Tuesday, October 11, 2016

The Assassin in India (11)- I'm betting on Danielle

       Johnny got up and walked over to his rucksack, pulling out a box of colored incense matches. The boys chuckled, except for Timmy, and got up for the same.
       "Bet he doesn't," Johnny said quietly enough that we could hear the shower turn on. Danny turned up the TV some. Johnny threw two orange matchsticks on the near side of the table. There was a shower of different colored matchsticks. Timmy hadn't moved, his face was expressionless. I admired his damn professionalism, but this could get ugly. My chaps were worked up, for all that they went for the usual betting. It was looking a bit like fucking Guy Fawkes day on the far side of the occasional.

       Timmy was a damn good soldier and he'd do his job. I didn't give a good god damn which side of his bread he buttered as long as he wasn't a bender and didn't make it my business. Fuck it.

       "Bet he does." I said, using my quiet command. I'd practiced it, not that I'd ever tell these fucking micks. I threw five red matches in front of Timmy and Danielle. The boys laughed and a couple matches joined the pile. They each had their way of it, where they bet some for and some against, seeing the scales tipped was odder than a three dollar bill and we didn't want that luck. I scooped the piles up into two bags once they got it out of their system, and tucked them away when they settled down again. 

       She didn't take long and I had some biscuits and jam and a hot cup of tea for us both by the time she was out. I'd pitched in a spare set of my clothes without bothering her too much. Timmy wasn't the only one with some training. You pushed at their barriers casually when you were working a contact. Not that I wanted her as a contact. Fuck, the last thing I wanted was an assassin for a contact, so she could get all twitchy and clean me off her witness list. But we were here to find Neha and I was shit out of leads if no one showed at that warehouse tonight. 

        The chairs hadn't been cleaned since the house had been abandoned. Someday I'd find out which sorry bloke went through in front of us and scouted out bunkers. I'd brushed off their upholstery and lacquered backs and gestured Vyrennia into one of them. She ate like a bird, quick, small  bites, but savored over the tea. At some point Timmy stretched before dealing the next hand and I waited a moment before taking a breath.

        "We're here til tonight." Always lead with your own intel, they said, it works every time, they said, "You?"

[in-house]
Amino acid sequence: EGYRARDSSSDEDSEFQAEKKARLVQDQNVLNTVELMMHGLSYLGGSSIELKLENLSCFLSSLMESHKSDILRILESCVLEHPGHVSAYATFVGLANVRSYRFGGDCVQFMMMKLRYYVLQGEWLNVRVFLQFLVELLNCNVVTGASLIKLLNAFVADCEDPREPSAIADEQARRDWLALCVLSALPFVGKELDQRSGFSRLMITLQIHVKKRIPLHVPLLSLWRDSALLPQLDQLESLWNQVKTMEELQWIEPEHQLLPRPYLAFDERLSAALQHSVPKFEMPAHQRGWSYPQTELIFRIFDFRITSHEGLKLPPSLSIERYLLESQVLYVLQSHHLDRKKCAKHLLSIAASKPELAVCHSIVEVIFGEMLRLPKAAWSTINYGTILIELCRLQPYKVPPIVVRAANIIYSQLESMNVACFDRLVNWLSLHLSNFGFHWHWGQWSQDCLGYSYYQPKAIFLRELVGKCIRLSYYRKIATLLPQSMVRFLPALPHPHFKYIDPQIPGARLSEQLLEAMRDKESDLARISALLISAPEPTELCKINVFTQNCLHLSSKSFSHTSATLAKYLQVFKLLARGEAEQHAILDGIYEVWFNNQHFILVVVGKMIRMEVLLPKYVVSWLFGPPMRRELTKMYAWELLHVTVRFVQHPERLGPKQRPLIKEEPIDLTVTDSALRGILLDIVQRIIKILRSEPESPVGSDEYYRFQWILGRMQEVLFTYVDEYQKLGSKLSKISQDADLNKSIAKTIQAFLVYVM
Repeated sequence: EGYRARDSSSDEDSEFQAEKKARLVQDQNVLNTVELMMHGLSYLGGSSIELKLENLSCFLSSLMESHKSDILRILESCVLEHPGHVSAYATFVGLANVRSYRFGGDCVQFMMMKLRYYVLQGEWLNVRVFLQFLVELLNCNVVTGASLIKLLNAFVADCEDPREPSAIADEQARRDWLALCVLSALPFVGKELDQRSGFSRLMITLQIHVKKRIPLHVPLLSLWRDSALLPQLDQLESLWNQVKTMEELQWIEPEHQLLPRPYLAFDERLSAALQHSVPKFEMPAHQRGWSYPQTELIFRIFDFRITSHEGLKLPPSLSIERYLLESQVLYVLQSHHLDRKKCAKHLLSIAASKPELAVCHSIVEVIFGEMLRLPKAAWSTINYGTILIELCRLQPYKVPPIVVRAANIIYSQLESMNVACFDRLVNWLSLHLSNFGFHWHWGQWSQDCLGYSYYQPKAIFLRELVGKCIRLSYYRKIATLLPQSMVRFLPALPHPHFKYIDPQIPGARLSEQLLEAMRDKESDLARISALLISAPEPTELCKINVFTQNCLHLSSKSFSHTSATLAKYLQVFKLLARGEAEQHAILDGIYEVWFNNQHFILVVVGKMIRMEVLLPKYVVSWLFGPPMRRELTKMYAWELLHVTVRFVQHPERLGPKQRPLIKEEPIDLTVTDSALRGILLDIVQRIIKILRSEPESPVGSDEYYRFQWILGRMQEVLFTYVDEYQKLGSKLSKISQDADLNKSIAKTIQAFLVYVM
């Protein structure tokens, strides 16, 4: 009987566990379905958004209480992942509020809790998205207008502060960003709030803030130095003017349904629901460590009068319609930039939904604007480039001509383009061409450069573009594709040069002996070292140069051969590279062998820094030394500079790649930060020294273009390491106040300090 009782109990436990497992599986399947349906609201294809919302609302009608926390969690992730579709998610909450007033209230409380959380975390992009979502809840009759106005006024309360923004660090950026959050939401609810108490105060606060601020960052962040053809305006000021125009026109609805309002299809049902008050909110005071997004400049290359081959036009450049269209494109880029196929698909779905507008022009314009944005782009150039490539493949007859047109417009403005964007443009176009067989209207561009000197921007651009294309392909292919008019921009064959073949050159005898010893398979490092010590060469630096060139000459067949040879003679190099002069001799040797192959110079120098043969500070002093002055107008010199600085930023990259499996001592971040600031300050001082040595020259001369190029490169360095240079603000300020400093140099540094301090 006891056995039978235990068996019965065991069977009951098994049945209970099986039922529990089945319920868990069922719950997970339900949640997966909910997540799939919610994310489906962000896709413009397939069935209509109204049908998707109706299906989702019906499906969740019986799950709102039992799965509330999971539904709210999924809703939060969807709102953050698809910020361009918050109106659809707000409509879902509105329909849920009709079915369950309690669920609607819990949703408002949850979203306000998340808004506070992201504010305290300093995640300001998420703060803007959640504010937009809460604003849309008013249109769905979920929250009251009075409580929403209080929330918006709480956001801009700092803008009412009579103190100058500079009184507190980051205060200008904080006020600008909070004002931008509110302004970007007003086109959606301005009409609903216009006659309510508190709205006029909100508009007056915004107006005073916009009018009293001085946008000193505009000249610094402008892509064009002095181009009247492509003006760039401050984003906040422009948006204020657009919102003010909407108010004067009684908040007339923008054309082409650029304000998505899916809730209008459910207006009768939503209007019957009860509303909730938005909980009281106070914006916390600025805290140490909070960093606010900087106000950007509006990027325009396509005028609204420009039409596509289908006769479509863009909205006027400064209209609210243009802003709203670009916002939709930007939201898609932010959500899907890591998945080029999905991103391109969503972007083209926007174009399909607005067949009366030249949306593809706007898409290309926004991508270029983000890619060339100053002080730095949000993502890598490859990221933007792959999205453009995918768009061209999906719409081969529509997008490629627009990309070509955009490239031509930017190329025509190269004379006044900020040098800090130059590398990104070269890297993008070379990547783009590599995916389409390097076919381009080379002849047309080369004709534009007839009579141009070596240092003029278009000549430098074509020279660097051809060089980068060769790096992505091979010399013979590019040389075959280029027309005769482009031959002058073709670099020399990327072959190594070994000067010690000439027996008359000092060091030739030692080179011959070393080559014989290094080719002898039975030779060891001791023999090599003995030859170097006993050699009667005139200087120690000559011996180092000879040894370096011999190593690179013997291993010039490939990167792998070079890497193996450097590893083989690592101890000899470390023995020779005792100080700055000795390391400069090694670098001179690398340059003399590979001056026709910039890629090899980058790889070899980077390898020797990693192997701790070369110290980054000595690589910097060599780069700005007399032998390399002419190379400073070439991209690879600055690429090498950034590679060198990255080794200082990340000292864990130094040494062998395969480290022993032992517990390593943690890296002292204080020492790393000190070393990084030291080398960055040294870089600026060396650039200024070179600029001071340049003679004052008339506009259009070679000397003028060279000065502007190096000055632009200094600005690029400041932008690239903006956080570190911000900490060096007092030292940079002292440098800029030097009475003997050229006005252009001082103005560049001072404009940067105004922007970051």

"Same," the word was soft, and she glanced out the window at the sun. It wasn't yet four, we had a long wait. I hadn't been sure she would answer at all. Joey went outside to switch off on watch and Marky came in a minute later.

        "We got a lead on a contact, we're here for an in and out," I hated to give that much but the bitch was tight lipped. She just nodded. I sighed. I could wait. She was obviously here to hit a mark, if she was going out tonight then she either was closing for the kill or she was meeting a contact as well. She looked knackered though, not riled up. My money was on a contact and we could sure use more information.

         "Looks like things went tits up for you," I let move voice get a little soft, not so much that anyone who didn't know me would notice. It would register. I sounded a bit snookered.

         "Meet us back at a different bunker after you go out?" Ennia hesitated and I kept my mouth shut, looking out the window. It would be dangerous to give her a location but I could send it to her phone. It was more dangerous to stay here longer than a few hours with the dead bodies. Instead I picked up my kit from the edge of the table and headed for the shower, passing Davey on the way. The punter was so big I had to turn sideways to get past him, he looked like a bloody shaggy bear. 

        "Shave next time," I told him as the door clicked shut for my two minutes of heaven. They were cut short with a crash in the kitchen. It turned out to be another kit hitting the ground, Timmy'd knocked it over as he was making a second tea. I was a sight, in a towel with a Glock drawn, and Ricky whistled at me.

        "Shove off," I told him, smiling, heart still pounding. 

        "Nice scar, Sarge," Danny said, eyeing the long one down my back. Skiing trip with Karen, if you'd believe it. Ten years in the field and I got a gorgeous scar from a slope. I stretched, feeling the scar pull. You'd think we hadn't bunked together- oh, the bird. She was over with the boys, playing poker, and probably getting taken. I rubbed a hand along the back of my neck, considered shooting Timmy, briefly, and headed back to the bathroom to get dressed.

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